Department of Evolutionary Ecology: Projects

Evidence-based solutions for the farmer-cheetah conflict in Namibia

Conflicts between humans, their livestock and carnivores are globally widespread. Developing sustainable solutions is challenging, particularly for threatened carnivore species. We demonstrate with the example of cheetahs in Namibia how detailed information on spatial movements of cheetahs can be used by farmers to adapt their cattle management. This results in substantial decrease of cattle losses and thus in reduced killing of cheetahs by farmers.

Movement ecology of common noctule bats in anthropogenic landscapes

The research of this project is dedicated to the questions of how highly mobile species such as the common noctule bat (Nyctalus noctula) survive in intensively used farmland or in city landscapes and which factors influence individual behaviour and local populations.

Behavioural ecology and evolutionary biology of the spotted hyena population in the Ngorongoro Crater

How – and how well – do group-living animals respond to social and environmental change? To address this question, we study the evolution of social behaviour and behavioural and evolutionary processes shaping the life history and fitness of group-living animals using an entire population of wild spotted hyenas (eight groups, more than 2500 individuals) that we have been monitoring since 1996 and for which we compiled an almost complete genetic pedigree across nine generations.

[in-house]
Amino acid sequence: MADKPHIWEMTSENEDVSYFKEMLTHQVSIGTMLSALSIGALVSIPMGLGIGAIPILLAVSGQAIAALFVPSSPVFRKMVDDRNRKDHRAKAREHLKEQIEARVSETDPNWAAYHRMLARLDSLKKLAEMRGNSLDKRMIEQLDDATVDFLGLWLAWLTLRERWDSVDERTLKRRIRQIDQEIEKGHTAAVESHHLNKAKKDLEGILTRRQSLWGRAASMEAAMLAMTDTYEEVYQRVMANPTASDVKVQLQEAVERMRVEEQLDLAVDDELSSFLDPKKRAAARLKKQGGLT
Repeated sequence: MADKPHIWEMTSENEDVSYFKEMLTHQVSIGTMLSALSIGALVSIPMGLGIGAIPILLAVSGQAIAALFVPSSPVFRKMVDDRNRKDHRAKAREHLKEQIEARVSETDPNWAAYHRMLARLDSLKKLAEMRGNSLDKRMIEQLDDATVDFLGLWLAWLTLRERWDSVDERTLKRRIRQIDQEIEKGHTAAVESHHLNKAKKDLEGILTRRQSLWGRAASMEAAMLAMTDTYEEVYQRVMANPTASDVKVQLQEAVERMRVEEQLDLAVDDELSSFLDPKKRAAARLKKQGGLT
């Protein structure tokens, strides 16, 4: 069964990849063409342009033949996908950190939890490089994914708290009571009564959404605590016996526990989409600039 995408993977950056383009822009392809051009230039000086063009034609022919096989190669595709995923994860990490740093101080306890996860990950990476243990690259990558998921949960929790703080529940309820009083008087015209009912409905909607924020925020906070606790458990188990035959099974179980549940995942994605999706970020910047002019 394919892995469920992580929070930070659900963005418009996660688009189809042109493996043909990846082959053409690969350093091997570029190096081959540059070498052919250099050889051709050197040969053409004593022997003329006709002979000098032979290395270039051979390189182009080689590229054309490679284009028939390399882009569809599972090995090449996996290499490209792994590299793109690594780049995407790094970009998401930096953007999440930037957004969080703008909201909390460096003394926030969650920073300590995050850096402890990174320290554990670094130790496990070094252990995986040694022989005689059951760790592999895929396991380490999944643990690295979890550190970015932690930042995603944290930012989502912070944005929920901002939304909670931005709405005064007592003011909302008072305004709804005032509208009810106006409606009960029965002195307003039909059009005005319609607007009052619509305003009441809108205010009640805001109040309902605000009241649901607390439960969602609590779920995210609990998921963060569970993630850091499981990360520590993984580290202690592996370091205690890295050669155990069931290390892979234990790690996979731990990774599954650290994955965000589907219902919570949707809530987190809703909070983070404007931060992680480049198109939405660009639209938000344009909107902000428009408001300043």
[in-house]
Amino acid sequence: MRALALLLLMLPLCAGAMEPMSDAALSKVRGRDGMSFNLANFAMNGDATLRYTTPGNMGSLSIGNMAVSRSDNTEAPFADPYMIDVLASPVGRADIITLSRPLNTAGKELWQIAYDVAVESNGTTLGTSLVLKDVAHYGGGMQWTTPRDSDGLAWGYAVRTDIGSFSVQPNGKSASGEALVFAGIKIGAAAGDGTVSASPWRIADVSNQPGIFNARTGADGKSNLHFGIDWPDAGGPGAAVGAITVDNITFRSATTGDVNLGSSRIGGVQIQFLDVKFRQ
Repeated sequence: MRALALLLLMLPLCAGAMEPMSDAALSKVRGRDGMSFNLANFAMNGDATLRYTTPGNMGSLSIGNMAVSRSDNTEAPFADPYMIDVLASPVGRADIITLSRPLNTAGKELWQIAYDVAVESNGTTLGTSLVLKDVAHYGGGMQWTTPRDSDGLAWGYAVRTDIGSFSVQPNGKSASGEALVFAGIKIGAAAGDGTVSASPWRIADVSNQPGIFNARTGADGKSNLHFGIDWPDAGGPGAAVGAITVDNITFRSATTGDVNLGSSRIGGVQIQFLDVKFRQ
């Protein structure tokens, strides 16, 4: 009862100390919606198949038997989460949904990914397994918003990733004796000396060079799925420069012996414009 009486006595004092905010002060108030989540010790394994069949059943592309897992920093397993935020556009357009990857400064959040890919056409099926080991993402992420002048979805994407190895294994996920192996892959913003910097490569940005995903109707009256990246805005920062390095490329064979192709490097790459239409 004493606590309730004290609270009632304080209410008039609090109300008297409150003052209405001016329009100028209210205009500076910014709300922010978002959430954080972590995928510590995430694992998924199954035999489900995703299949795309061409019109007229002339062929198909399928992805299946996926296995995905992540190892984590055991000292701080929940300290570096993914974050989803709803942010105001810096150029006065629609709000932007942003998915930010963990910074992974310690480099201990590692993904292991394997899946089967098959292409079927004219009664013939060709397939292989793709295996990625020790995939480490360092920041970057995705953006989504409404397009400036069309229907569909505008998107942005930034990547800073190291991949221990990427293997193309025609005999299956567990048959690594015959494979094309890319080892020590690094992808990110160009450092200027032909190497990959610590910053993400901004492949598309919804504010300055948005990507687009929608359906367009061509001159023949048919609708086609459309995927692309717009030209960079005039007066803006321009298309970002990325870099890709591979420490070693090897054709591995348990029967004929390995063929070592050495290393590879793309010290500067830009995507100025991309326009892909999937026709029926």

Evidence-based habitat and species protection of African and Asian rhinos

Rhinos are severely threatened by poaching and the loss of their habitat. As a consequence, the remaining individuals are confined to small, fractured populations. This project investigates the reasons for this drastic decline and attempts to identify solutions that may prevent imminent extinction events.

Physiology, ecology and conservation of migratory bats

In this project the researchers investigate how migratory bats find their way when traveling over thousands of kilometres each year and which specific threats they are exposed to when moving across anthropogenically shaped landscapes.

Applied hedgehog conservation research

This project aims to investigate how hedgehogs adapt to urban living conditions in order to develop improved protection measures for hedgehogs in close dialog with all interest groups and establish them in society.

The effect of artificial light at night on nocturnal mammals

Surface area lit by artificial light at night increases by 2 percent each year. In this project we investigate how nocturnal animals such as bats respond to the illumination and which solutions we can offer to mitigate or compensate the potentially detrimental effects of light pollution on bats.

Good reproduction and health status in a genetically monomorphic species, the cheetah

In this project we investigate the effect of the low genetic variability of cheetahs on their reproductive performance and their health status. We demonstrate that free-ranging cheetahs reproduce successfully and have a strong immune system despite their genetic monomorphism. We also demonstrate that breeding challenges of captive cheetahs can be improved with a well-directed management.

Powering endurance: Fuel selection in migratory bats

The aim of this project is to investigate, why bats and birds seem to have similar adaptations in their metabolic physiology to migrate over long distances.